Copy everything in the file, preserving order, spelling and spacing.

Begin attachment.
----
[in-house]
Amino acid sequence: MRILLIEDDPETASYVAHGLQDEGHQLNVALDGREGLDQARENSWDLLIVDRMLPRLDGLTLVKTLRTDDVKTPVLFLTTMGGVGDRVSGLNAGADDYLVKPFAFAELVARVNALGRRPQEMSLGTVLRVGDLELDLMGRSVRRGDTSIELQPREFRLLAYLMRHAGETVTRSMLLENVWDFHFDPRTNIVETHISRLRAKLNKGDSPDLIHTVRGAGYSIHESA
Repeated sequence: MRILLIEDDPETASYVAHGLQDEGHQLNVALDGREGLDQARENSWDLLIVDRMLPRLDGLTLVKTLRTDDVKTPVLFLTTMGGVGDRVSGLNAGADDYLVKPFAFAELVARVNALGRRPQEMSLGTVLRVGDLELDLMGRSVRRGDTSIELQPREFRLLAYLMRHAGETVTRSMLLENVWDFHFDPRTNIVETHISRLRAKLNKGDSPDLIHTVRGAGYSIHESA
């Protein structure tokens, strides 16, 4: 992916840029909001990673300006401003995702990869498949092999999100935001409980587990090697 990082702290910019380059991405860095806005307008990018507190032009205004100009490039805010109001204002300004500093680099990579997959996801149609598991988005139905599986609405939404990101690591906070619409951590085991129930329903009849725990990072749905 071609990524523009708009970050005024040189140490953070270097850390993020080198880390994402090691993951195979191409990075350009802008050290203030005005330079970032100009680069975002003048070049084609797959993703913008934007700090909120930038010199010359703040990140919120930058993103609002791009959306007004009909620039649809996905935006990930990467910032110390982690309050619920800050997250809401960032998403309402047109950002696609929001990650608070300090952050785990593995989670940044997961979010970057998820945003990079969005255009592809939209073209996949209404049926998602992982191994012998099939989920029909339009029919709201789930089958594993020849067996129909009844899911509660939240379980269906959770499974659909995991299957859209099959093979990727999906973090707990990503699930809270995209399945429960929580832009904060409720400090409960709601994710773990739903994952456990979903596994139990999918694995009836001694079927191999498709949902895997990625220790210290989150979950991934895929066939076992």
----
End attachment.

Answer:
[in-house]
Amino acid sequence: MRILLIEDDPETASYVAHGLQDEGHQLNVALDGREGLDQARENSWDLLIVDRMLPRLDGLTLVKTLRTDDVKTPVLFLTTMGGVGDRVSGLNAGADDYLVKPFAFAELVARVNALGRRPQEMSLGTVLRVGDLELDLMGRSVRRGDTSIELQPREFRLLAYLMRHAGETVTRSMLLENVWDFHFDPRTNIVETHISRLRAKLNKGDSPDLIHTVRGAGYSIHESA
Repeated sequence: MRILLIEDDPETASYVAHGLQDEGHQLNVALDGREGLDQARENSWDLLIVDRMLPRLDGLTLVKTLRTDDVKTPVLFLTTMGGVGDRVSGLNAGADDYLVKPFAFAELVARVNALGRRPQEMSLGTVLRVGDLELDLMGRSVRRGDTSIELQPREFRLLAYLMRHAGETVTRSMLLENVWDFHFDPRTNIVETHISRLRAKLNKGDSPDLIHTVRGAGYSIHESA
């Protein structure tokens, strides 16, 4: 992916840029909001990673300006401003995702990869498949092999999100935001409980587990090697 990082702290910019380059991405860095806005307008990018507190032009205004100009490039805010109001204002300004500093680099990579997959996801149609598991988005139905599986609405939404990101690591906070619409951590085991129930329903009849725990990072749905 071609990524523009708009970050005024040189140490953070270097850390993020080198880390994402090691993951195979191409990075350009802008050290203030005005330079970032100009680069975002003048070049084609797959993703913008934007700090909120930038010199010359703040990140919120930058993103609002791009959306007004009909620039649809996905935006990930990467910032110390982690309050619920800050997250809401960032998403309402047109950002696609929001990650608070300090952050785990593995989670940044997961979010970057998820945003990079969005255009592809939209073209996949209404049926998602992982191994012998099939989920029909339009029919709201789930089958594993020849067996129909009844899911509660939240379980269906959770499974659909995991299957859209099959093979990727999906973090707990990503699930809270995209399945429960929580832009904060409720400090409960709601994710773990739903994952456990979903596994139990999918694995009836001694079927191999498709949902895997990625220790210290989150979950991934895929066939076992």